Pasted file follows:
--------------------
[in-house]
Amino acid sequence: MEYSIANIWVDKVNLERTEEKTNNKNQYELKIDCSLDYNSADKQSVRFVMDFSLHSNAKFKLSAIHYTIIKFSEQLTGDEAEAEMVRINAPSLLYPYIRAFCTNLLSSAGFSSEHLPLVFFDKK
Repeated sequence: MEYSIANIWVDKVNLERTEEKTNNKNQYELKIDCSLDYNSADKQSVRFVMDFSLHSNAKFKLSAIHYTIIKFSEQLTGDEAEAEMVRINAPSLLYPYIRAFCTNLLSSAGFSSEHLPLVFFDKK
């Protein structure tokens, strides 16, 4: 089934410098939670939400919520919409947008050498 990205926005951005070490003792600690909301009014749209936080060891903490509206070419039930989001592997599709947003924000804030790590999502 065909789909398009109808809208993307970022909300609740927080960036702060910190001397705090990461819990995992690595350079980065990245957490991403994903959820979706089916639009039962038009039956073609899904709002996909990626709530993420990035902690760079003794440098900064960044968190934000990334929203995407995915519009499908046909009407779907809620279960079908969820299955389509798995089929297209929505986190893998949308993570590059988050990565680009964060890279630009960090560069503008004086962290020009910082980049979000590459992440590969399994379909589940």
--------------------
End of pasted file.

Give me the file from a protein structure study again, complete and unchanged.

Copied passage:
[in-house]
Amino acid sequence: MEYSIANIWVDKVNLERTEEKTNNKNQYELKIDCSLDYNSADKQSVRFVMDFSLHSNAKFKLSAIHYTIIKFSEQLTGDEAEAEMVRINAPSLLYPYIRAFCTNLLSSAGFSSEHLPLVFFDKK
Repeated sequence: MEYSIANIWVDKVNLERTEEKTNNKNQYELKIDCSLDYNSADKQSVRFVMDFSLHSNAKFKLSAIHYTIIKFSEQLTGDEAEAEMVRINAPSLLYPYIRAFCTNLLSSAGFSSEHLPLVFFDKK
């Protein structure tokens, strides 16, 4: 089934410098939670939400919520919409947008050498 990205926005951005070490003792600690909301009014749209936080060891903490509206070419039930989001592997599709947003924000804030790590999502 065909789909398009109808809208993307970022909300609740927080960036702060910190001397705090990461819990995992690595350079980065990245957490991403994903959820979706089916639009039962038009039956073609899904709002996909990626709530993420990035902690760079003794440098900064960044968190934000990334929203995407995915519009499908046909009407779907809620279960079908969820299955389509798995089929297209929505986190893998949308993570590059988050990565680009964060890279630009960090560069503008004086962290020009910082980049979000590459992440590969399994379909589940």